Background: The catechin, (-)-epigallocatechin-3-O-gallate (EGCG), the most abundant compound in green tea, has been linked to numerous beneficial health effects, including a reduction in blood cholesterol levels and protection against cardiovascular disease. Previous studies, mostly with extracts of green tea containing mixtures of catechins and other compounds, in animal models of hypercholesterolaemia including the cholesterol-fed rabbit, have shown that these preparations can lower blood cholesterol. Three plausible mechanisms by which they could lower cholesterol have been postulated: 1) an increase in the LDL-receptor and 2) a reduction in cholesterol synthesis postulated from studies in the hypercholesterolaemic rabbit model and in cultured human HepG2 liver cells and 3) an inhibition of intestinal cholesterol absorption postulated from studies in mice, rats and hamsters. However, it is not known whether EGCG, as a pure compound, can lower cholesterol in the rabbit model and in humans and whether it works through the three postulated mechanisms of action. Hypotheses and Aims: The working hypothesis for this thesis was that ‘pure EGCG will lower cholesterol in hypercholesterolaemic rabbits and humans’. Therefore, the aim was to determine the effect of pure EGCG on cholesterol in hypercholesterolaemic rabbits and in humans with moderately elevated cholesterol. For an experiment with the hypercholesterolaemic rabbits, it was hypothesised that ‘pure EGCG will lower cholesterol by up-regulating the LDL-receptor, reducing cholesterol synthesis and inhibiting the intestinal cholesterol absorption’. Therefore, the aims were to determine whether pure EGCG could lower cholesterol in this animal model and by which mechanisms of action. An absorption study was then conducted in humans for which it was hypothesised that ‘pure EGCG will be absorbed better when given in capsule form without food compared to given in capsule form with a breakfast. It was also hypothesised that ‘incorporating the EGCG in a strawberry sorbet will improve the EGCG absorption compared to taking EGCG in capsule form with a breakfast’. Therefore, the aim was to determine, which of the three EGCG delivery formats, was the best for maximising the systemic absorption of the catechins in humans. Finally, a pilot intervention study in humans was conducted for which it was hypothesised that ‘pure EGCG will lower cholesterol in mildly hypercholesterolaemic humans’. Therefore, the aim was to determine whether pure EGCG, given by the best of the three methods of delivery tested in the absorption study, could lower cholesterol in humans with moderately elevated cholesterol. Methodology: For the animal model study, 12 New Zealand white rabbits were made hypercholesterolaemic by feeding with 0.25% (w/w) cholesterol for two weeks. Then, for four weeks, one group (6) was fed 0.25% (w/w) cholesterol and 2% (w/w) EGCG and the control group (6) was fed 0.25% (w/w) cholesterol only. Blood and faecal samples were collected prior to and at the end of the treatment period. Liver samples were also collected at the end of the study. Among other measurements, blood cholesterol, lathosterol, and squalene, LDL cholesterol, hepatic LDL receptor and CD36 protein and faecal neutral sterols and bile acids were determined. For the absorption of EGCG study, 4 human subjects ingested on three separate occasions after fasting overnight and in random order, 500mg of EGCG taken either in capsule form with 1) water only or 2) a breakfast cereal and milk or 3) incorporated in 200g of a strawberry sorbet. Venous blood samples were taken before ingestion and after 0.5, 1, 2, 3, 5 and 8 hours. The plasma concentration of EGCG was analysed by HPLC-MS and the area under the concentration-time curve (AUC) and other pharmacokinetic parameters were determined. For the human pilot EGCG intervention study, 10 volunteers (6 males and 4 females) with moderate hypercholesterolaemia (5.5-7.5 mmol/l) were recruited for a placebo-controlled, double-blind, parallel design study. After a 2-week baseline period, the subjects were given EGCG or gelatine (placebo) for 4 weeks. Venous blood samples were collected on day 0 and day 28. Plasma cholesterol and triglycerides and HDL cholesterol were analysed using commercially available kits and LDL cholesterol was calculated using the Friedewald equation. Outcomes: In the animal study, the hypotheses were mostly supported in that there was a 85% reduction in serum cholesterol and a 92% reduction in LDL cholesterol in the EGCG group at the end of the treatment period compared to control (p<0.05). The lathosterol to squalene ratio, an index of cholesterol synthesis, was also significantly lower (p=0.03) in the EGCG group (0.20±0.02) compared to control (0.62±0.16). After the 4-week treatment period, the hepatic LDL- receptor was significantly increased (+59%, p<0.001) as well as the hepatic CD36 protein (+62%, p=0.002) in the 2%EGCG group. However, there were no significant differences in faecal sterol excretion between the two groups. In the EGCG absorption study, the first hypothesis was supported in that the plasma EGCG concentrations were markedly higher over the 8-hour period (AUC) when taken without food (174±68) than when EGCG capsules were taken with a breakfast cereal and milk (64±53, p=0.044) or when the EGCG was taken incorporated in a strawberry sorbet (44±23, p=0.019). However, the second hypothesis was not supported in that there was no significant difference between the EGCG capsules taken with a breakfast or taken incorporated within a strawberry sorbet. Therefore, for the pilot study, 1g/day EGCG was given in two doses of 500mg EGCG, one at least 30min before the morning meal and the other 30min before the evening meal. In this pilot study, the hypothesis was partially supported in that the LDL cholesterol was 25% lower (p=0.026) in the EGCG group than in the control group at the end of the 4-week treatment period, although the plasma total cholesterol was not different between the two groups. Conclusions: Pure EGCG exhibited strong cholesterol lowering properties in the cholesterol-fed rabbit model of hypercholesterolaemia by increasing the hepatic LDL-receptor and possibly by reducing cholesterol synthesis but not by increasing the faecal excretion of neutral or acidic sterols. The systemic absorption of EGCG in healthy human subjects was highest when the catechin was taken in capsule form without food on an empty stomach. Finally, in a 4-week pilot study in 10 subjects with moderate hypercholesterolaemia, 1g/day EGCG, given in capsule form without food, resulted in a 25% lower LDL cholesterol concentration compared to control. The human pilot study also showed that amount of EGCG given over the 4-week period was well tolerated, as no serious adverse effects were noted.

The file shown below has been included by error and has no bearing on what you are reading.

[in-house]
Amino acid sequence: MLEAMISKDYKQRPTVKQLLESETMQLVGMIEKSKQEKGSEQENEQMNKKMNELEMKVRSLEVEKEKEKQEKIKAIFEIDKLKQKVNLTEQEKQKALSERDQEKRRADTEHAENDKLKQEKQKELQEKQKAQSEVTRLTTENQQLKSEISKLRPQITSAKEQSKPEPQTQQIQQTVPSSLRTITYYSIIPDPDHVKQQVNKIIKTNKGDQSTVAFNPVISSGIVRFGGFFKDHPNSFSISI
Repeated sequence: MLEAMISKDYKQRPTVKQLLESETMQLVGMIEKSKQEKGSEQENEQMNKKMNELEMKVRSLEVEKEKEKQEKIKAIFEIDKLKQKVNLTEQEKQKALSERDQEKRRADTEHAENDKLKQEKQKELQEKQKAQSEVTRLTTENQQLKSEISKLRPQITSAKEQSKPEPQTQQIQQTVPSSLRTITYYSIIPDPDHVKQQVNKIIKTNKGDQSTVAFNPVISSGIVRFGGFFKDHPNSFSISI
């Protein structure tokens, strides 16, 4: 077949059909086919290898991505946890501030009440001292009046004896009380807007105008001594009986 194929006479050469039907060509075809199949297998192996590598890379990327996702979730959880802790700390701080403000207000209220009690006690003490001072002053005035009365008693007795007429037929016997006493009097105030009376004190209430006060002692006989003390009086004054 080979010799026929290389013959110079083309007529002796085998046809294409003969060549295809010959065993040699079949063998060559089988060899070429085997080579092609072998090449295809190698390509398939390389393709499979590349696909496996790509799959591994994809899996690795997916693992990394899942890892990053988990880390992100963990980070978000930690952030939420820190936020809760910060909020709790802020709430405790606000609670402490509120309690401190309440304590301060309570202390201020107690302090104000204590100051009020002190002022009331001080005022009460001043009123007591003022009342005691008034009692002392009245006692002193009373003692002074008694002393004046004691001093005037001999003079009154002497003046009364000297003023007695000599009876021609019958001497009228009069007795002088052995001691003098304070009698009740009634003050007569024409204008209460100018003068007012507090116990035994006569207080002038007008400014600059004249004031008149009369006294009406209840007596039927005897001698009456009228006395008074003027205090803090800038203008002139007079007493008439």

University of Newcastle Research Higher Degree Thesis